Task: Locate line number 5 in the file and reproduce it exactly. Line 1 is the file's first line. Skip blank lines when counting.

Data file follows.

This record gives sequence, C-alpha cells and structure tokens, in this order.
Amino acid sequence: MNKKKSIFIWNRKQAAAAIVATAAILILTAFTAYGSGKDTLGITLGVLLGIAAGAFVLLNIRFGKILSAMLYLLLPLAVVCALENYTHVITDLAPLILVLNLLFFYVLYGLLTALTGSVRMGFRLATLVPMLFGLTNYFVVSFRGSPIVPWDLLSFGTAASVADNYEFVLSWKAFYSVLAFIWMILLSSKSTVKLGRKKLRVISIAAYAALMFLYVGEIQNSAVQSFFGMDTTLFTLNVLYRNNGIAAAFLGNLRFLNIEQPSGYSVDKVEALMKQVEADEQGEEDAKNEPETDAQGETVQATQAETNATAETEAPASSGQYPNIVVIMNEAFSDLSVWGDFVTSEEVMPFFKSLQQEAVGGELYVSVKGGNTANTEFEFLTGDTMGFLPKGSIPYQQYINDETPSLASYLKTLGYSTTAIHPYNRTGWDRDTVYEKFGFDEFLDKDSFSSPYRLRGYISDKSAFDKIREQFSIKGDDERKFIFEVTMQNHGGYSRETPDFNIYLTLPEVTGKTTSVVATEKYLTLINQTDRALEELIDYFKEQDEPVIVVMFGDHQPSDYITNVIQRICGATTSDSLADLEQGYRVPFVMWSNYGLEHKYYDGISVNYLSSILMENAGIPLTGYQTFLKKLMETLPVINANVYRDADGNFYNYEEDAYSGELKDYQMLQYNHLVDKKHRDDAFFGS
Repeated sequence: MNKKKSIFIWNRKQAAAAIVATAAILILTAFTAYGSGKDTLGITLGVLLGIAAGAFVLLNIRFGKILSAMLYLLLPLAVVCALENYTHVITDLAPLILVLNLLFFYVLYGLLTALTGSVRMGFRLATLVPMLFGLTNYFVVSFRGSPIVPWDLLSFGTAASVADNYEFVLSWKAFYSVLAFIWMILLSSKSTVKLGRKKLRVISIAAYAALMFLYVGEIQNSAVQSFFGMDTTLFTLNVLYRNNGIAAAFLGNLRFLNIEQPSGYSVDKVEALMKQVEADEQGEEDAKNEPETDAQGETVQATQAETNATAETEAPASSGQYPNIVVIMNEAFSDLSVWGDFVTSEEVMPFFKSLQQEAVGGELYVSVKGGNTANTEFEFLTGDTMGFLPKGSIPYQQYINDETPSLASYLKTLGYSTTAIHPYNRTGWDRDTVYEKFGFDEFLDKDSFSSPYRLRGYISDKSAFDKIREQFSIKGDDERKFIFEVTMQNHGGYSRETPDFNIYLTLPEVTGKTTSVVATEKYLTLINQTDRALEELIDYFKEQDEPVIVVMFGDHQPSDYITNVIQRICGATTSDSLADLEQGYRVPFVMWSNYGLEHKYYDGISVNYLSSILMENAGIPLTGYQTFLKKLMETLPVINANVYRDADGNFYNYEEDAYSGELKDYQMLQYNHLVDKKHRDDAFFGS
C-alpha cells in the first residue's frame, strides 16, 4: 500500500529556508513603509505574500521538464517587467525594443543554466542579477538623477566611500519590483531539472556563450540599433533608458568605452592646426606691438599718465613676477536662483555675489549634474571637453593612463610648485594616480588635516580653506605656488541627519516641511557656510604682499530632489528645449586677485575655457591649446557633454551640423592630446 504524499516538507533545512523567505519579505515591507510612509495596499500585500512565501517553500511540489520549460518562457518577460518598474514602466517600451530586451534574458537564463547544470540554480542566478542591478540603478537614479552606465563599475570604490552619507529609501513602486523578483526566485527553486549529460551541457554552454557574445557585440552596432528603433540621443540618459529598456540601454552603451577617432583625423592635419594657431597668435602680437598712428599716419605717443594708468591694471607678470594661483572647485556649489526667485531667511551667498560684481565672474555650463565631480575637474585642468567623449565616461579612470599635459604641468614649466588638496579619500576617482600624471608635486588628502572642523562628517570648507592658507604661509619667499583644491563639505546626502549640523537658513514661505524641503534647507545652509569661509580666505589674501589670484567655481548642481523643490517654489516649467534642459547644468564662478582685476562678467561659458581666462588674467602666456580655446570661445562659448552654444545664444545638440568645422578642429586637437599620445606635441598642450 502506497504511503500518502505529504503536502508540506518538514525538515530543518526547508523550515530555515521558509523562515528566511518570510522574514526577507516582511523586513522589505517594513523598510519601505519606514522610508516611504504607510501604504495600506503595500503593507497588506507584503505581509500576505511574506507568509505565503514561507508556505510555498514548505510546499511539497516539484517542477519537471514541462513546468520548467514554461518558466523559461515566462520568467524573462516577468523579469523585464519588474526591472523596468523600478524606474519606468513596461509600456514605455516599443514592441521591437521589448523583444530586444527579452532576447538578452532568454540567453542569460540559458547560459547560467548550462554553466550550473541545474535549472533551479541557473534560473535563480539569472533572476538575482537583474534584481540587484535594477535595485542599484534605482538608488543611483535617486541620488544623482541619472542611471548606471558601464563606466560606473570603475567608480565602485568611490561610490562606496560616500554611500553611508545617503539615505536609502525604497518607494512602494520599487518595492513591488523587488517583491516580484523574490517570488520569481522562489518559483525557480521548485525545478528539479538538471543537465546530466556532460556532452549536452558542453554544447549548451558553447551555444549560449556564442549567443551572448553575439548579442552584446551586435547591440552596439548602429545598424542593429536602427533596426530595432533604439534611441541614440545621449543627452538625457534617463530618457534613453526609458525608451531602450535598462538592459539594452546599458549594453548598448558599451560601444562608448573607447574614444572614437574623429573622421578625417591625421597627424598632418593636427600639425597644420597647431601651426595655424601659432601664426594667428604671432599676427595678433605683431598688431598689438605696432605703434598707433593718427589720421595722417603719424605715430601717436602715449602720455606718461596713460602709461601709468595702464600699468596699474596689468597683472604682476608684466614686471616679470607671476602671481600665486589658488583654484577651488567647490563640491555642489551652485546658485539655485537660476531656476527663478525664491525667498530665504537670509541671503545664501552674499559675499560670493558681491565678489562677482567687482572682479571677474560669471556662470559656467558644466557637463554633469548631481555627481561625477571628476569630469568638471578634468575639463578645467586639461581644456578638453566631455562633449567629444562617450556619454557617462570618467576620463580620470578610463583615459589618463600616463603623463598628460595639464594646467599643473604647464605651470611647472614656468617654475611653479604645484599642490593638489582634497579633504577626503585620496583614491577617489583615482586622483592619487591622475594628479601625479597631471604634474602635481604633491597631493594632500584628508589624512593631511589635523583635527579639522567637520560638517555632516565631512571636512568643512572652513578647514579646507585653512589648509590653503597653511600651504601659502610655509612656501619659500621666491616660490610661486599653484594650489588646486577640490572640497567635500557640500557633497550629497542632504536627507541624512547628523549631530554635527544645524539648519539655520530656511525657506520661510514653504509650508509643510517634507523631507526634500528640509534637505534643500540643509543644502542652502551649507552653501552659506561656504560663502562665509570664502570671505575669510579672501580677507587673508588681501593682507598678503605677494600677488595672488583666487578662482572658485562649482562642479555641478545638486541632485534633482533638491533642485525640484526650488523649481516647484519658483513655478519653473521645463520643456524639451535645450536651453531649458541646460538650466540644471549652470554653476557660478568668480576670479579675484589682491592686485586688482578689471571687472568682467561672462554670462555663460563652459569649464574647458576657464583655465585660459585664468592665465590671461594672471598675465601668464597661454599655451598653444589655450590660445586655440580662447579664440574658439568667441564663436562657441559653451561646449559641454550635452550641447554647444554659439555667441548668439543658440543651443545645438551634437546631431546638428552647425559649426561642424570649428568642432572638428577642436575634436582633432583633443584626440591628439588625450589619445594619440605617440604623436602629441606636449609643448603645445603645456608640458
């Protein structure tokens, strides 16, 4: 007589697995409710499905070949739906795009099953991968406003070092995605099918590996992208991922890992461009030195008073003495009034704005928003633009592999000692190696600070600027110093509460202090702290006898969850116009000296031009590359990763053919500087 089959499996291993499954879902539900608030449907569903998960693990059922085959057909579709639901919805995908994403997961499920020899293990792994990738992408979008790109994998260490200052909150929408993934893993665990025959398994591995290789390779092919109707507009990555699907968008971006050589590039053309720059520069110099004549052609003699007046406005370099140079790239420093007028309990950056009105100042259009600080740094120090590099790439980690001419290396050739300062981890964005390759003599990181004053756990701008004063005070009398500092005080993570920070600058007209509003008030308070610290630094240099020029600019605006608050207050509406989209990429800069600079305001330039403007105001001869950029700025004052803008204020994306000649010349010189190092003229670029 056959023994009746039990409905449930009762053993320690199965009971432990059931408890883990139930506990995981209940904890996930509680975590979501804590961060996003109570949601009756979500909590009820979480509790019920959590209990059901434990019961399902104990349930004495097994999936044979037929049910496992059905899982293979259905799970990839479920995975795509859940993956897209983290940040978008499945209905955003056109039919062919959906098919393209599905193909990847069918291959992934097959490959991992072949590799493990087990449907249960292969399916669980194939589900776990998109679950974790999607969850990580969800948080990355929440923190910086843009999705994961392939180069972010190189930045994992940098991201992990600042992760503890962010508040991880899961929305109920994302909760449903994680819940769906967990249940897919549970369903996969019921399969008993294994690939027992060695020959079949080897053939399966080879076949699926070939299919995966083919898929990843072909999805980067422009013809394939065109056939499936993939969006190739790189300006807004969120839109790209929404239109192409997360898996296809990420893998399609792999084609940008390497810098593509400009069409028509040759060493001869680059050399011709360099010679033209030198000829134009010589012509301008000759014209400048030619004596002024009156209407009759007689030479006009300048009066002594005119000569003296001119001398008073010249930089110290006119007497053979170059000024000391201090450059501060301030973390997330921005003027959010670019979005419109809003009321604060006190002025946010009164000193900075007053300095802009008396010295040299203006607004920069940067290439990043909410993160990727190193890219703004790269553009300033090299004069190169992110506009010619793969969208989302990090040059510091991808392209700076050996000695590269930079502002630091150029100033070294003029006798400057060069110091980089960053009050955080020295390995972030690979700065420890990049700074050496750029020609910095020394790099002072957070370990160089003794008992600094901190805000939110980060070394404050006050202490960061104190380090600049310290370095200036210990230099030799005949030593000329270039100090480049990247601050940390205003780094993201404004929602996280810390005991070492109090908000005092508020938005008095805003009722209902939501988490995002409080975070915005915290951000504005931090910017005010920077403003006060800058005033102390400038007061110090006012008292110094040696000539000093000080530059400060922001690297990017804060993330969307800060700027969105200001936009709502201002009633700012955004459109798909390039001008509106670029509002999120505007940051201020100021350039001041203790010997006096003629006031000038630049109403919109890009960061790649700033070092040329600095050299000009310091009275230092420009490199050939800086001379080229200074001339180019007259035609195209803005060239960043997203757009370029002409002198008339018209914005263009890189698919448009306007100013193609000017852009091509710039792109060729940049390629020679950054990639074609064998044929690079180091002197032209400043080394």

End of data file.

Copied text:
């Protein structure tokens, strides 16, 4: 007589697995409710499905070949739906795009099953991968406003070092995605099918590996992208991922890992461009030195008073003495009034704005928003633009592999000692190696600070600027110093509460202090702290006898969850116009000296031009590359990763053919500087 089959499996291993499954879902539900608030449907569903998960693990059922085959057909579709639901919805995908994403997961499920020899293990792994990738992408979008790109994998260490200052909150929408993934893993665990025959398994591995290789390779092919109707507009990555699907968008971006050589590039053309720059520069110099004549052609003699007046406005370099140079790239420093007028309990950056009105100042259009600080740094120090590099790439980690001419290396050739300062981890964005390759003599990181004053756990701008004063005070009398500092005080993570920070600058007209509003008030308070610290630094240099020029600019605006608050207050509406989209990429800069600079305001330039403007105001001869950029700025004052803008204020994306000649010349010189190092003229670029 056959023994009746039990409905449930009762053993320690199965009971432990059931408890883990139930506990995981209940904890996930509680975590979501804590961060996003109570949601009756979500909590009820979480509790019920959590209990059901434990019961399902104990349930004495097994999936044979037929049910496992059905899982293979259905799970990839479920995975795509859940993956897209983290940040978008499945209905955003056109039919062919959906098919393209599905193909990847069918291959992934097959490959991992072949590799493990087990449907249960292969399916669980194939589900776990998109679950974790999607969850990580969800948080990355929440923190910086843009999705994961392939180069972010190189930045994992940098991201992990600042992760503890962010508040991880899961929305109920994302909760449903994680819940769906967990249940897919549970369903996969019921399969008993294994690939027992060695020959079949080897053939399966080879076949699926070939299919995966083919898929990843072909999805980067422009013809394939065109056939499936993939969006190739790189300006807004969120839109790209929404239109192409997360898996296809990420893998399609792999084609940008390497810098593509400009069409028509040759060493001869680059050399011709360099010679033209030198000829134009010589012509301008000759014209400048030619004596002024009156209407009759007689030479006009300048009066002594005119000569003296001119001398008073010249930089110290006119007497053979170059000024000391201090450059501060301030973390997330921005003027959010670019979005419109809003009321604060006190002025946010009164000193900075007053300095802009008396010295040299203006607004920069940067290439990043909410993160990727190193890219703004790269553009300033090299004069190169992110506009010619793969969208989302990090040059510091991808392209700076050996000695590269930079502002630091150029100033070294003029006798400057060069110091980089960053009050955080020295390995972030690979700065420890990049700074050496750029020609910095020394790099002072957070370990160089003794008992600094901190805000939110980060070394404050006050202490960061104190380090600049310290370095200036210990230099030799005949030593000329270039100090480049990247601050940390205003780094993201404004929602996280810390005991070492109090908000005092508020938005008095805003009722209902939501988490995002409080975070915005915290951000504005931090910017005010920077403003006060800058005033102390400038007061110090006012008292110094040696000539000093000080530059400060922001690297990017804060993330969307800060700027969105200001936009709502201002009633700012955004459109798909390039001008509106670029509002999120505007940051201020100021350039001041203790010997006096003629006031000038630049109403919109890009960061790649700033070092040329600095050299000009310091009275230092420009490199050939800086001379080229200074001339180019007259035609195209803005060239960043997203757009370029002409002198008339018209914005263009890189698919448009306007100013193609000017852009091509710039792109060729940049390629020679950054990639074609064998044929690079180091002197032209400043080394």